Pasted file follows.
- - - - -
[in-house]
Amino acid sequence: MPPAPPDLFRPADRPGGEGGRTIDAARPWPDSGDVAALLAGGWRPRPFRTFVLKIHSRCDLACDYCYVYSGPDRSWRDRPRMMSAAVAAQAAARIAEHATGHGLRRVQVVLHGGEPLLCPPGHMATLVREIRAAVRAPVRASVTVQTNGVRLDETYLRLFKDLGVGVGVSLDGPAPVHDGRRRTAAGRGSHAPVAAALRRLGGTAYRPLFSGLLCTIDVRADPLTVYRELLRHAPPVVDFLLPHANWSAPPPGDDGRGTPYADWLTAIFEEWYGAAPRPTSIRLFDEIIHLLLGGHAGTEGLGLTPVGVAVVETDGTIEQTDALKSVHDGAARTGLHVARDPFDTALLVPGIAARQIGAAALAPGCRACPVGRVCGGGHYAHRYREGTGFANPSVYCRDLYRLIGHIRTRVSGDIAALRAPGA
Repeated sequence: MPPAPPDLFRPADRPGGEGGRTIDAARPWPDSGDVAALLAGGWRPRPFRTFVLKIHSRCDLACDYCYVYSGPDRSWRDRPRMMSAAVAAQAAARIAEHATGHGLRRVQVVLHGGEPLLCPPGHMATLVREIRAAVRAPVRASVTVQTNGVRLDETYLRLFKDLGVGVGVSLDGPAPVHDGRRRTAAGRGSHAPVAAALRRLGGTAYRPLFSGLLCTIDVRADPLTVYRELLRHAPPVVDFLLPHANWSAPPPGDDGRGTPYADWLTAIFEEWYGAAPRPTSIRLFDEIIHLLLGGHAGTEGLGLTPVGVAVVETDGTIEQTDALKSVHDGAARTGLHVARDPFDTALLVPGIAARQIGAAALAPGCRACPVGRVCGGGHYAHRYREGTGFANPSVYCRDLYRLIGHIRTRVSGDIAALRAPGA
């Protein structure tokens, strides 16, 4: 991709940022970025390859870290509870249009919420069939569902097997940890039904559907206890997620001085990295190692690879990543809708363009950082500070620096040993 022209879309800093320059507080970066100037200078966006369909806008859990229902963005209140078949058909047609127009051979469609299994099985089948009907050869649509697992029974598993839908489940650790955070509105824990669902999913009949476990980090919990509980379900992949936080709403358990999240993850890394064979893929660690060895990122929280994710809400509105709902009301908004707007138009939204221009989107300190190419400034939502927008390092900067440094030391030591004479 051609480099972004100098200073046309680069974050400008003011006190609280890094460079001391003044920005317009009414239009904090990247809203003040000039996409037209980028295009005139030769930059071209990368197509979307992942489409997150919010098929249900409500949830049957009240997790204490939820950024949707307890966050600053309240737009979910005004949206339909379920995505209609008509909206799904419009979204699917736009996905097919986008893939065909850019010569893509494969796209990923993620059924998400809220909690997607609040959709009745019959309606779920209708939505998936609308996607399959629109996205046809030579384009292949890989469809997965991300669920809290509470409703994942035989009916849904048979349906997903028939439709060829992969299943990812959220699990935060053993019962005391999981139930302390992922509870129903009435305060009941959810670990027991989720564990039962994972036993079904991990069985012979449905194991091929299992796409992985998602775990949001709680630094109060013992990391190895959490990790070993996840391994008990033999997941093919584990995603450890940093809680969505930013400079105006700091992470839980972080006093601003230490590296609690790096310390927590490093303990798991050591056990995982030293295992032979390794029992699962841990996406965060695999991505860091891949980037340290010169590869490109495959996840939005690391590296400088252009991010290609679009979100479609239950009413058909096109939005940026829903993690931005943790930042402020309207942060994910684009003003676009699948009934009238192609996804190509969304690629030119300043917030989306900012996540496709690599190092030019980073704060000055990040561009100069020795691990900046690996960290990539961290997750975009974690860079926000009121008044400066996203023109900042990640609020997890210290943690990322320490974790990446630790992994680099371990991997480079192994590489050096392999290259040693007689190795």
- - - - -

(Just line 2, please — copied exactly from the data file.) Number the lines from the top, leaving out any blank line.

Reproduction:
Amino acid sequence: MPPAPPDLFRPADRPGGEGGRTIDAARPWPDSGDVAALLAGGWRPRPFRTFVLKIHSRCDLACDYCYVYSGPDRSWRDRPRMMSAAVAAQAAARIAEHATGHGLRRVQVVLHGGEPLLCPPGHMATLVREIRAAVRAPVRASVTVQTNGVRLDETYLRLFKDLGVGVGVSLDGPAPVHDGRRRTAAGRGSHAPVAAALRRLGGTAYRPLFSGLLCTIDVRADPLTVYRELLRHAPPVVDFLLPHANWSAPPPGDDGRGTPYADWLTAIFEEWYGAAPRPTSIRLFDEIIHLLLGGHAGTEGLGLTPVGVAVVETDGTIEQTDALKSVHDGAARTGLHVARDPFDTALLVPGIAARQIGAAALAPGCRACPVGRVCGGGHYAHRYREGTGFANPSVYCRDLYRLIGHIRTRVSGDIAALRAPGA